Yunesky Maya arrived in the Washington Nationals’ clubhouse five minutes before 6 p.m. and took the locker next to Ian Desmond. Danny Espinosa and Desmond lent Maya hangers for his jersey. When the clubhouse was closed to reporters at 6 p.m., the deal to send Saturday’s scheduled starter, Jason Marquis, to Arizona in exchange for a minor league shortstop still had not been confirmed.
On top of his last-minute arrival, Maya was, at least on paper, at a distinct disadvantage. In four previous starts for the Nationals this season, he had given up 15 runs in 19 2/3 innings for 6.86 ERA. The New York Mets, who were riding a five-game road winning streak — after beating the Nationals 8-5 on Friday — had scored eight or more runs in four straight games.
In spite of every obstacle, the 29-year-old earned his first major league win, shutting down the Mets’ surging offense to lead Washington to a 3-0 victory. In 5 1/3 innings, he scattered five hits without walking a batter, and helped end the Nationals’ season-high, six-game losing streak.
“I feel really good — that’s what I worked for, to go out there and give it my best,” Maya said through an interpreter. “Thank goodness I got my first win. I’m really happy. My sinker was my go-to pitch today. It was working for me. I was working on that with my pitching coach in Triple-A. I always keep working on my sinker. I was hitting my spots.”
Maya was pulled in the sixth inning after giving up two consecutive one-out hits. Manager Davey Johnson said he was concerned about his pitcher after he strained an oblique while trying to avoid a tag at second base in the bottom of the fifth.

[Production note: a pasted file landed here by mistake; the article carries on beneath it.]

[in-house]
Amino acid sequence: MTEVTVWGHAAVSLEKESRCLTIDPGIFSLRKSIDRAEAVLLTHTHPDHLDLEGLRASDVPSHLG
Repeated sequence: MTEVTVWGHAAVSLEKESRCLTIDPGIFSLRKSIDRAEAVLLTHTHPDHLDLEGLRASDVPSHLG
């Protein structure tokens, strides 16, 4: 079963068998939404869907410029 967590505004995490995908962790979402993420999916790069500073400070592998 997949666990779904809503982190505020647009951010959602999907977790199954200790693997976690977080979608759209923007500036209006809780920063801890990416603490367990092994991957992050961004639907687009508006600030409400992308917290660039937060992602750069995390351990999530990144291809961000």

Johnson said Maya was likely headed to the disabled list. Maya, however, said that he had taken medication and the trainer told him he’d be fine and would be re-evaluated on a day-by-day basis.
All the offense came in the first inning against Mets starter R.A. Dickey on Jayson Werth’s 12th home run of the year. With two outs, Werth celebrated his bobblehead night by launching a three-run home run off a 79-mph knuckleball.
“If they throw a good [knuckleball], you’re not going to hit it,” he said. “If it’s one that doesn’t do a whole lot, you have a pretty good chance of hitting it. It’s just a matter of getting one you can hit and putting a good swing on it.”
Werth entered Saturday batting .310 in his last eight games. He finished the night 2-for-3 with an intentional walk.
“I’m tired of saying I’m close, but I’m working in the right direction,” Werth said. “I know why — it’s just a matter of having the right swing during the game.”
The bullpen would hold up Maya’s shutout, as Ross Detwiler and Tyler Clippard each pitched 1 1/3 innings without giving up a run. Drew Storen loaded the bases with two outs in the top of the ninth, but worked out of the jam to earn his 26th save of the season.
“We’ve had a rough streak. We’ve been battling with adversity all year,” Storen said. “We bounced back today and played well. It came together. [Werth] had some big hits. He stepped it up big tonight. I think that’s going to be a huge help. It’s something we can build off tomorrow.”
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